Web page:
Will RERA legalise parking space sale?
Though sale of parking area is not permitted by law, new provisions in the real estate regulation bill might just legitimise it
Homebuyers and activists are crying foul over the parking-related amendment in the proposed Real Estate Regulation Bill (RERB), according to which only open parking areas will be part of common areas and facilities in a group housing project
Common areas are common facilities such as green and other areas for elevators etc used by owners of apartments in housing societies. Many builders and residents of housing societies are usually locked in battles claiming rights over such areas.
According to various apartment and urban area acts and court judgments, builders cannot sell common areas and facilities separately and have to hand these over to the association of apartment owners free of cost once the project gets a completion certificate.
Unfortunately, the RERB, instead of helping homebuyers enforce their rights on the common areas and facilities, will make things difficult for them once enacted in its present form. That’s because Section 2 (N) (iii) of the Bill, while defining the common areas, among various other things also include “the common basements, terraces, parks, play areas, open parking areas and common storage spaces.” There will be negative consequences of this type of definition of common areas and facilities, especially when it comes to parking areas. Developers will create open parking in the space meant for green areas and parks, says a senior consultant from the ministry of housing and poverty alleviation, on conditions of anonymity.
He also suggests that by associating the word ‘ open’ with parking areas, the Bill excludes stilt parking as part of common areas and facilities and thus denies apartment owners claim over the same. Many homebuyers and activists have asked for changes in the definition of common areas and facilities in the Bill, especially when it comes to parking space and said if the Bill is passed by Parliament in its present form it will legitimise the sale of parking in the stilt area – a space that should belong by right, free of cost, to the association of apartment owners.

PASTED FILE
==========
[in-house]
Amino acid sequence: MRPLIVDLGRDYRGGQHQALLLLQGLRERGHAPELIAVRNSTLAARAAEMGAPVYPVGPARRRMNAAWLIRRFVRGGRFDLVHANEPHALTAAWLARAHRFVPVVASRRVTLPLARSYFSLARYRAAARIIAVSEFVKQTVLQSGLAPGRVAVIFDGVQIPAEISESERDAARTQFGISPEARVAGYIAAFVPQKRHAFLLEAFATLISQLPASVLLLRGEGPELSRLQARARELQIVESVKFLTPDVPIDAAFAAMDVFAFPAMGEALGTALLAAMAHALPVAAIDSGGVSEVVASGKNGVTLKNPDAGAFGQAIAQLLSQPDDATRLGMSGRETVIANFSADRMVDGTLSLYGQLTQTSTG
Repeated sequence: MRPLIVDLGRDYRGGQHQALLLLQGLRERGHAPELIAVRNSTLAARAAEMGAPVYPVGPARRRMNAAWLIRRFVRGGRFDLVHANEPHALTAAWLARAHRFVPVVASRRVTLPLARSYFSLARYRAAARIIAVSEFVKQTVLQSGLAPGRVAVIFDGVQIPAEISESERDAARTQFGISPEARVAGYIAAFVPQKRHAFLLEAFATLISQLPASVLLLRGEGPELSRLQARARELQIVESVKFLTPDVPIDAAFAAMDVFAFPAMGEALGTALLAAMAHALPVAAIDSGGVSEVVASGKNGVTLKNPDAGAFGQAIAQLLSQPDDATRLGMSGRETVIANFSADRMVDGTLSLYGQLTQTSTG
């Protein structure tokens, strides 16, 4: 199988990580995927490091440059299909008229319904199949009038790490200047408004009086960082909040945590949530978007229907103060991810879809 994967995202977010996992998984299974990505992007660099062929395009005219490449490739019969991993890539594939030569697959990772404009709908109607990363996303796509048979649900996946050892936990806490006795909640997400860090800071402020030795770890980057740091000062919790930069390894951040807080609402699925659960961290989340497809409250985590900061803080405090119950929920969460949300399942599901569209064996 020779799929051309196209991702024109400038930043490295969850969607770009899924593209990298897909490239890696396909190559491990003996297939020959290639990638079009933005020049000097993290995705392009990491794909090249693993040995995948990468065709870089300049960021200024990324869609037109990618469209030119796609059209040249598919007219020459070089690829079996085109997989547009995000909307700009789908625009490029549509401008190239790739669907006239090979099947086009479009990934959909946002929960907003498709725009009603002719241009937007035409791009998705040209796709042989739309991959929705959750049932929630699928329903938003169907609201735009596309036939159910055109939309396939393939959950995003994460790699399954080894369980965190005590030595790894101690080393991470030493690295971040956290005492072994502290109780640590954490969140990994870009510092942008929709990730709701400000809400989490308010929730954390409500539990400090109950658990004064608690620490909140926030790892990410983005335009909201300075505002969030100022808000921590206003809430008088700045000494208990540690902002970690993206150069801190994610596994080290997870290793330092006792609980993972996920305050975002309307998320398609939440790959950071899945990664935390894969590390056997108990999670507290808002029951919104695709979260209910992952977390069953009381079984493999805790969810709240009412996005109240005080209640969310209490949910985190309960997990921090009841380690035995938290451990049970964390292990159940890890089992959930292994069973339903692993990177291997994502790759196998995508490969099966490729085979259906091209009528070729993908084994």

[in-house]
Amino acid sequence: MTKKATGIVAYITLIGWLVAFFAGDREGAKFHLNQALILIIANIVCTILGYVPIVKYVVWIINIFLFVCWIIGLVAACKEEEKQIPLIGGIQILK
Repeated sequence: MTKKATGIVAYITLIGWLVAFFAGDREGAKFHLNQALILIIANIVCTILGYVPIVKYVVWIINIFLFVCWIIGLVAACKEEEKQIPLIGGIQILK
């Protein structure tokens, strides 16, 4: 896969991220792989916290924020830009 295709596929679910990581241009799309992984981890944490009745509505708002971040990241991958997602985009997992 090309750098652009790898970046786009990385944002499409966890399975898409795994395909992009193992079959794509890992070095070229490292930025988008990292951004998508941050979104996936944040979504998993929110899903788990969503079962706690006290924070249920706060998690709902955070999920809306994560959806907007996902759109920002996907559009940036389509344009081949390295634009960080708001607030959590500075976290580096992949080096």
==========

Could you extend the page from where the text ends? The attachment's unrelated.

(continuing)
According to Amit Jain, an activist and a key contributor to the drafting of RERB, “Now a builder will not only claim exclusive rights over stilt parking, but in future in case FAR (floor area ratio) is increased in that area, he can get the stilt area converted to flats and sell them. When FAR is increased in any area, the developer gets the rights to construct more apartments on a plot on which he has already constructed a building. So he wants to control such common areas and make money out of it whenever possible.”
Jain claims to have been shocked to see the “persistence of the builders’ lobby in thwarting all our efforts to bring some rationality and sanctity to the otherwise errant real estate sec- tor. We are writing to the prime minister for his personal intervention to ensure that RERB protects homebuyers and does not legitimise all the illegalities and issues that we have fought against in the past.”
Associating common areas and f acilities with parking ( in the bill) also contradicts the Supreme Court judgment in Nahalchand Laloochand Private Limited vs Panchali Co-Operative Housing Society Limited case. The apex court, on August 31, 2010, had said that stilt parking was nothing but a part of the common areas and facilities. The only right the promoter had was to charge apartment owners a cost for it in proportion to the carpet area of apartments.
A recent judgment of the Delhi High Court in the Anup Mittal vs Kanungo Co-operative Group Housing Society Ltd, while holding that open parking congested common areas and facilities, said, “Air pollution is not the only environmental impact that the vehicles would
cause. Parking of the excess cars, especially permanent, in open areas, reduces available open space underneath them for rain water harvesting, which enables charging of ground water aquifers – another adverse impact on environment, to which the petitioner could be a contributory.”
Surprisingly, the original draft bill had used the word ‘parking areas.’ However, when the Bill went to the select committee of Rajya Sabha set up to analyse it, the committee prefixed the world ‘open’ before the parking areas.
Highlighting the select committee’s observation and recommendations on the definition of common area, the committee ‘s report said: “The Committee desires that the definition of ‘common area’ should be made succinct so as to convey that the ‘common area’ is the entire common place in the project including the open parking, terraces, common facilities …..”
It’s interesting to note that the Union Cabinet chaired by the Prime Minister Narendra Modi has already approved the RERB as recommended by the select committee.